In the wake of CIA abuses during the Vietnam War, including the pursuit of political assassination and illegal searches and seizures, Rep. Pike and Sen. Frank Church — both Democrats — established the Pike Committee and the Church Committee in order to create bipartisan congressional oversight of the intelligence community and to place the CIA under a tighter rein.

The Pike and Church committees were responsible for the creation of the Senate Select Committee on Intelligence (SSCI) in 1976 and the House Permanent Committee on Intelligence (HPSCI) in 1977. These committees took charge of congressional oversight of the intelligence community, which previously had been the responsibility of the Senate and House Armed Forces Committees, Foreign Relations Committees, and Appropriations Committees. Those committees had, in fact, been advocates for the intelligence community and had shown little interest in actual oversight. In 1980, the Carter administration created the Intelligence Oversight Act that gave exclusive jurisdiction for oversight to the SSCI and the HPSCI.

Pike and Church deserve special praise for exposing the covert role of the CIA in trying to assassinate Third World leaders and pursuing regime change. There were assassination plots against Fidel Castro in Cuba, Patrice Lumumba in  Congo, Jacobo Arbenz Guzman in Guatemala, and Ngo Dinh Diem in Vietnam. CIA efforts were particularly clumsy in the case of political assassination, and typically other groups carried out the assassinations before the CIA could get its act together.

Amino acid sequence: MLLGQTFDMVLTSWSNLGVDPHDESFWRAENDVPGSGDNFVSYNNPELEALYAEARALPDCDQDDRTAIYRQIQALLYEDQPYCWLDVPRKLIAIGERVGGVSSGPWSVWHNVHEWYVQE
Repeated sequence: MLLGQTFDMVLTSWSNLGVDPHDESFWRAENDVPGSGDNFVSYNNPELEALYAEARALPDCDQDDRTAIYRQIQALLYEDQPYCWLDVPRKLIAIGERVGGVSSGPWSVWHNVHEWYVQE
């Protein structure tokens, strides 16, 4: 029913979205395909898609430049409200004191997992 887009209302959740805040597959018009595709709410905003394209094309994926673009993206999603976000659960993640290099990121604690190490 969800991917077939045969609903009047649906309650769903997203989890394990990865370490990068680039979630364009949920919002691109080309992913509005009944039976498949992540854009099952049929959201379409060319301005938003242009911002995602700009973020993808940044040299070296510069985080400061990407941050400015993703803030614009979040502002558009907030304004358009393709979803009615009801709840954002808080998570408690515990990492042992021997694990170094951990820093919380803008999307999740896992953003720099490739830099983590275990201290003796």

Like the efforts to overthrow regimes in Chile and Iran, these covert actions worsened the domestic scene in all of these target countries and created major complications in relations with the United States. Some of these complications (for example, in Cuba and Iran) are still with us.

CIA actions in Congo were directly responsible for the emergence of the worst tyrant in the history of Africa, Sese Seku Mobutu. Guatemalans continue to suffer at the hands of Guatemalan security forces created with the help of the CIA. Strategic covert failures are abundant; strategic covert success is extremely rare.